Demand for advice on rent arrears in Scotland has rocketed by 47 per cent over the past five years, a report has warned, driven by changes to the social security system such as the roll-out of Universal Credit.
The report by Citizens Advice Scotland (CAS) said that the steep increase in rent arrears “coincided closely” with changes to the social security system, particularly the advent of UK government welfare reform since 2010.
The roll-out of Universal Credit, which will replace six existing benefits including Child Tax Credit, housing benefit and income support, has been beset with problems and was paused earlier this week by the UK government.
Today’s report into the causes and consequences of rent arrears found that almost one-quarter of those living in rented accommodation have experienced rent arrears in the past five years. Just under half of social rented tenants and 36 per cent of private rented sector tenants said they were finding it difficult to manage financially, compared with 15 per cent of owner occupiers.
It said that the most common ways of handling falling behind on rental payments was to borrow money from friends and family, take on debt on a credit card or cut back on essentials.
CAS spokesman Rob Gowans said: “The rise in rent arrears is one of the most worrying trends we see across the CAB network at the moment. While there are a number of factors driving this, we have no doubt that the flaws in Universal Credit are one of the main ones.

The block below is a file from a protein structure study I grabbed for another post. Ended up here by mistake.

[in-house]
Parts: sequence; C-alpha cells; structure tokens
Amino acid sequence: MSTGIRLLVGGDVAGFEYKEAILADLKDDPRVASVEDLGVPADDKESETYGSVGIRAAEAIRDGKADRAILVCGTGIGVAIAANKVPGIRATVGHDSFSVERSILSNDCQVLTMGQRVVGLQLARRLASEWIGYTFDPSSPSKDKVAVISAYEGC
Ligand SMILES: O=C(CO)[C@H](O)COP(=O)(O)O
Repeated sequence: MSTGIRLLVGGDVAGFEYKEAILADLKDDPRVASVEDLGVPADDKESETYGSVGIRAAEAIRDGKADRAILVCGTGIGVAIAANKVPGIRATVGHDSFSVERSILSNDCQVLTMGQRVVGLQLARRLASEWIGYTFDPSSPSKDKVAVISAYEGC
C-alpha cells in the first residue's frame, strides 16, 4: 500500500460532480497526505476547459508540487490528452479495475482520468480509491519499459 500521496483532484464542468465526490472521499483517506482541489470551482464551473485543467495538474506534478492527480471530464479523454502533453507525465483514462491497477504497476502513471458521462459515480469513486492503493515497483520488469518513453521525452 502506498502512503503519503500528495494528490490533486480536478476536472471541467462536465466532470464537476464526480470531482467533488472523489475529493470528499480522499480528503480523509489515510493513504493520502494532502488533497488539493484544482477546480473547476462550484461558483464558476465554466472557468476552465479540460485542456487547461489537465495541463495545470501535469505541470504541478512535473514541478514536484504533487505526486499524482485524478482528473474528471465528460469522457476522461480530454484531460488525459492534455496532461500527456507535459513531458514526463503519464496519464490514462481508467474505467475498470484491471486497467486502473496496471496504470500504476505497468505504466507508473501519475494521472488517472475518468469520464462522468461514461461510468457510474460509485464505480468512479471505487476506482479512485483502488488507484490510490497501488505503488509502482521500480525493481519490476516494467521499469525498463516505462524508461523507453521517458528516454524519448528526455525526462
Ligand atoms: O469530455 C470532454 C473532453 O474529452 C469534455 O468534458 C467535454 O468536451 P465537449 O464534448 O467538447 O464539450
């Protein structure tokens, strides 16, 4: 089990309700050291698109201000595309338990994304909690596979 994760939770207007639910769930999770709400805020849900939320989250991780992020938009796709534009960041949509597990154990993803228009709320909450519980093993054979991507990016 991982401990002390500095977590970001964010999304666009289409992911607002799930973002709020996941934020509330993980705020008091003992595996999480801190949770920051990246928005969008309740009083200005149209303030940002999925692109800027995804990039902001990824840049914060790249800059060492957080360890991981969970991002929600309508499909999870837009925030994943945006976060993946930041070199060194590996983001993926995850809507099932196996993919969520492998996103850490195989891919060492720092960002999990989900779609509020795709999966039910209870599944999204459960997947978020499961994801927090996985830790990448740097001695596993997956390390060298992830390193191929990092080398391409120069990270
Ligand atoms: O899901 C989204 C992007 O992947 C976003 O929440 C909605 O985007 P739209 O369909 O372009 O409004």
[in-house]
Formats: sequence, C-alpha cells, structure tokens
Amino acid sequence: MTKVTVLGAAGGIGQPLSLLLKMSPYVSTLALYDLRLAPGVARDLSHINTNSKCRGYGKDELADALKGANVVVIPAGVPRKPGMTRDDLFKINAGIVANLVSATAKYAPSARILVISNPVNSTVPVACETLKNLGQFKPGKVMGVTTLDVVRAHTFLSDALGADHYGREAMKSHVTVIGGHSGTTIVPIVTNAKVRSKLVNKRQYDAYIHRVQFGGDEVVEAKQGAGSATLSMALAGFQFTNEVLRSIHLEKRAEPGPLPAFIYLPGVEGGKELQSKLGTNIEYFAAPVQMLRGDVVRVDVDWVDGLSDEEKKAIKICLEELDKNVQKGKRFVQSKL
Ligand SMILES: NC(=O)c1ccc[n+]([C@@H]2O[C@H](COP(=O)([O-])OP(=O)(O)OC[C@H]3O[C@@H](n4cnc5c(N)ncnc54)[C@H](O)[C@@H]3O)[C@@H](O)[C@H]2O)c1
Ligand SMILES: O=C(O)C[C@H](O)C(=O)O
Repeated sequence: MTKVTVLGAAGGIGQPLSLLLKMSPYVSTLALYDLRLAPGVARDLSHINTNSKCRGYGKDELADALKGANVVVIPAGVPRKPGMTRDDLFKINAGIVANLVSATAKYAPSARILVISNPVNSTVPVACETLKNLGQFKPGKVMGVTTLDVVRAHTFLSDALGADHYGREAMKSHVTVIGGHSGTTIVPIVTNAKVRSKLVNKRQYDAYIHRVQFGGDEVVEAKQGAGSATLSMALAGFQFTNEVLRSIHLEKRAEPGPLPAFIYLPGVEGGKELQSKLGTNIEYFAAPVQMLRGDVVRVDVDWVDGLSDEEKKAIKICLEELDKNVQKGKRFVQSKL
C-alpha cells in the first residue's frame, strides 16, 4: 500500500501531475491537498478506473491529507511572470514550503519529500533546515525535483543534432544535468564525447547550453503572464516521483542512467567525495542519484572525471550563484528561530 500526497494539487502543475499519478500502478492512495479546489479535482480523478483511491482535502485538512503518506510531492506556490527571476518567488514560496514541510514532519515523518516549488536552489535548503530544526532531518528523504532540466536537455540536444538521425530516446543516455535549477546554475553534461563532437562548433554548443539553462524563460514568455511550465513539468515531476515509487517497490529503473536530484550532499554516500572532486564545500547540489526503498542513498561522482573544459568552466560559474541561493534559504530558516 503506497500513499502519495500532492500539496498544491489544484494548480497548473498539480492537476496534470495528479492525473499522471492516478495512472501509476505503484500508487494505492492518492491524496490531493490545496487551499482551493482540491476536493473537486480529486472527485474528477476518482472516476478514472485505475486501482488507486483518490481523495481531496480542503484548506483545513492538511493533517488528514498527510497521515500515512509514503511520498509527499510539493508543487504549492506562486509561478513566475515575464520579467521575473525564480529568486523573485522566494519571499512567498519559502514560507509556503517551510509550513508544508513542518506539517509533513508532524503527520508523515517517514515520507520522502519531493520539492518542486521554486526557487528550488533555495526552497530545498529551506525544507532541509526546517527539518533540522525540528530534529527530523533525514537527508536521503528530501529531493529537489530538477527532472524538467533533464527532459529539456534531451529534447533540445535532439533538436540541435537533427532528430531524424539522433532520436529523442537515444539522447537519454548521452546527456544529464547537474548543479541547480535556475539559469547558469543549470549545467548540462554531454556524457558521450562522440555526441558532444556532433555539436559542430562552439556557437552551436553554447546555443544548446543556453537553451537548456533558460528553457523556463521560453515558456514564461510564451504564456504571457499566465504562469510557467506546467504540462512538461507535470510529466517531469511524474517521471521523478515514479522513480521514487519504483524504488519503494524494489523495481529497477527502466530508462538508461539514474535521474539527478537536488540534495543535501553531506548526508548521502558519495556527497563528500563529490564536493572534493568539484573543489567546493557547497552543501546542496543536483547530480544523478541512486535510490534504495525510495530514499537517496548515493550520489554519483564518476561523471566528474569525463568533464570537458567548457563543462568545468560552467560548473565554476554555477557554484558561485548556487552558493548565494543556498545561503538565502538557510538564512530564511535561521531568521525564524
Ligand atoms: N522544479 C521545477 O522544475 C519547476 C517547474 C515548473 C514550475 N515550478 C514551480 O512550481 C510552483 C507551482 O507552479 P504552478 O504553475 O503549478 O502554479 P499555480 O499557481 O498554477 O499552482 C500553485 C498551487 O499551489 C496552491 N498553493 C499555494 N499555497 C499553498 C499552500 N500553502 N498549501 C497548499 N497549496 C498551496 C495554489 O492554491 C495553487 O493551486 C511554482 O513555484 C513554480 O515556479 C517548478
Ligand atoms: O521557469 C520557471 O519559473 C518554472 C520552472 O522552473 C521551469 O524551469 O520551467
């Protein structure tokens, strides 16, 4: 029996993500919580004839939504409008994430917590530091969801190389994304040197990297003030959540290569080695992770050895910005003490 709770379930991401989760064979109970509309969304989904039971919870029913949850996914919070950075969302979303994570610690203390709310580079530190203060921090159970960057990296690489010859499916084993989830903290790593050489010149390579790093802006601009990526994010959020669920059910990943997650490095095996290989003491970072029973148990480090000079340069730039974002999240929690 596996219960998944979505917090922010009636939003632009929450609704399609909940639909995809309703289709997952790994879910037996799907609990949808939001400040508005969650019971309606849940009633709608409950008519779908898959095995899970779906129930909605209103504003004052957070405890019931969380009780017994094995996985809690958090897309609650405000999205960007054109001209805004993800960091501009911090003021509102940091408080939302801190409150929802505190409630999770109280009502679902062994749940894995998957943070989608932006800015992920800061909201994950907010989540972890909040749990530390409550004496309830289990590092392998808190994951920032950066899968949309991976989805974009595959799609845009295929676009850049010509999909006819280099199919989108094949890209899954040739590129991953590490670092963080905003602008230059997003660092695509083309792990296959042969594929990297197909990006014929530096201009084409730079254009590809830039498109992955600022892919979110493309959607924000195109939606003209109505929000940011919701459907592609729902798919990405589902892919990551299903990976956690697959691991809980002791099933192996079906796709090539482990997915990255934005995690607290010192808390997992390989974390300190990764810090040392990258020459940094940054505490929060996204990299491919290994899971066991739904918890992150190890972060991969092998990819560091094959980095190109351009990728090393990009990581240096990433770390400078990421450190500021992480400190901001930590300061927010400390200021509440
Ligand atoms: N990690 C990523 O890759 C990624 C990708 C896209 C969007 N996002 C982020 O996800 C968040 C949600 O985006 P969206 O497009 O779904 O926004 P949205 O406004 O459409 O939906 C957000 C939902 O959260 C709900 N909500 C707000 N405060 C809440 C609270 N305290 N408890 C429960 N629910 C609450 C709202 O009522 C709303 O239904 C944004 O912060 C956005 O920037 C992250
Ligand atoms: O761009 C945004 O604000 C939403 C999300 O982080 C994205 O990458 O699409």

“For the past 18 months we have been calling for a halt and fix to Universal Credit. Some welcome changes have been made but many of the problems still remain and this report shows the impact these are having on peoples’ lives.”
Mr Gowans said that other causes of rent arrears include rent increases, low wages and lack of support for those in need.
He said: “We have set out again today the key flaws that need to be addressed, including reducing the waiting period before payment, cutting out processing delays and reducing deductions. These are relatively simple changes that could make a huge difference to millions of people.”
The report recommends that the UK government should reduce how long people have to wait for their first Universal Credit payment. In particular, it said, consideration should be given to a single, additional, non-refundable Assessment Payment being introduced for new Universal Credit claimants to avoid hardship being caused by having no income for at least five weeks.
It said the Scottish and UK governments should also continue to raise awareness of the availability of Universal Credit Scottish Choices for people who would find having their housing costs paid directly to their landlord helpful in managing their finances.